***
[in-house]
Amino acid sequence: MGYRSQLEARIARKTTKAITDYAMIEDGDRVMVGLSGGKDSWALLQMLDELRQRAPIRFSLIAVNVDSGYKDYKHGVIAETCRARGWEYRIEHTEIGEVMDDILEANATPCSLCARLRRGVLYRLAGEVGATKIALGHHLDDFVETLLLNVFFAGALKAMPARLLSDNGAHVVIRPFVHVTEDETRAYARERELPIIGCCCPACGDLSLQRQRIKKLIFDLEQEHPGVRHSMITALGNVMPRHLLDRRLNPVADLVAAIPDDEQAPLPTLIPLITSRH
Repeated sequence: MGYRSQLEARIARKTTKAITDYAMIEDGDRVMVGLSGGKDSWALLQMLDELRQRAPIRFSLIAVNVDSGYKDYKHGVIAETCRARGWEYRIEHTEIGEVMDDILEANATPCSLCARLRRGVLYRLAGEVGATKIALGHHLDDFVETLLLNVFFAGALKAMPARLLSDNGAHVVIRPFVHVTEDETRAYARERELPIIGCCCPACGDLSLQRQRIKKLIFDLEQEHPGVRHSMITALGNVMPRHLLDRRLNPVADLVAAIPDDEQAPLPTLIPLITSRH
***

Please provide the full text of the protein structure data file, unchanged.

[in-house]
Amino acid sequence: MGYRSQLEARIARKTTKAITDYAMIEDGDRVMVGLSGGKDSWALLQMLDELRQRAPIRFSLIAVNVDSGYKDYKHGVIAETCRARGWEYRIEHTEIGEVMDDILEANATPCSLCARLRRGVLYRLAGEVGATKIALGHHLDDFVETLLLNVFFAGALKAMPARLLSDNGAHVVIRPFVHVTEDETRAYARERELPIIGCCCPACGDLSLQRQRIKKLIFDLEQEHPGVRHSMITALGNVMPRHLLDRRLNPVADLVAAIPDDEQAPLPTLIPLITSRH
Repeated sequence: MGYRSQLEARIARKTTKAITDYAMIEDGDRVMVGLSGGKDSWALLQMLDELRQRAPIRFSLIAVNVDSGYKDYKHGVIAETCRARGWEYRIEHTEIGEVMDDILEANATPCSLCARLRRGVLYRLAGEVGATKIALGHHLDDFVETLLLNVFFAGALKAMPARLLSDNGAHVVIRPFVHVTEDETRAYARERELPIIGCCCPACGDLSLQRQRIKKLIFDLEQEHPGVRHSMITALGNVMPRHLLDRRLNPVADLVAAIPDDEQAPLPTLIPLITSRH